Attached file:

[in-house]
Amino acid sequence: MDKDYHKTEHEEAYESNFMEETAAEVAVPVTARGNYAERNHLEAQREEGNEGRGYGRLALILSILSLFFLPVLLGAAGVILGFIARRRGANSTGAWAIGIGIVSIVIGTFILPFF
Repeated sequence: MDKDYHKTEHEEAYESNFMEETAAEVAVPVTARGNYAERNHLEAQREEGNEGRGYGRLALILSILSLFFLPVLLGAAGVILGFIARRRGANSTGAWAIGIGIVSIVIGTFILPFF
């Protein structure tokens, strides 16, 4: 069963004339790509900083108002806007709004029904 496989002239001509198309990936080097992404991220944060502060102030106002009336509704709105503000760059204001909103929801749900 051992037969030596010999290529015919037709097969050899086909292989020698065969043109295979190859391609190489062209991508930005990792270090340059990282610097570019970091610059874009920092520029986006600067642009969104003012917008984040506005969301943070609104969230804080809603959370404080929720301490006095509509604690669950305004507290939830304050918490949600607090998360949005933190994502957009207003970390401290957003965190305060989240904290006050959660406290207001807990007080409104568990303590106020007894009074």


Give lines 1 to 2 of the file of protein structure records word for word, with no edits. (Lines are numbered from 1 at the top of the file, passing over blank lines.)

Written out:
[in-house]
Amino acid sequence: MDKDYHKTEHEEAYESNFMEETAAEVAVPVTARGNYAERNHLEAQREEGNEGRGYGRLALILSILSLFFLPVLLGAAGVILGFIARRRGANSTGAWAIGIGIVSIVIGTFILPFF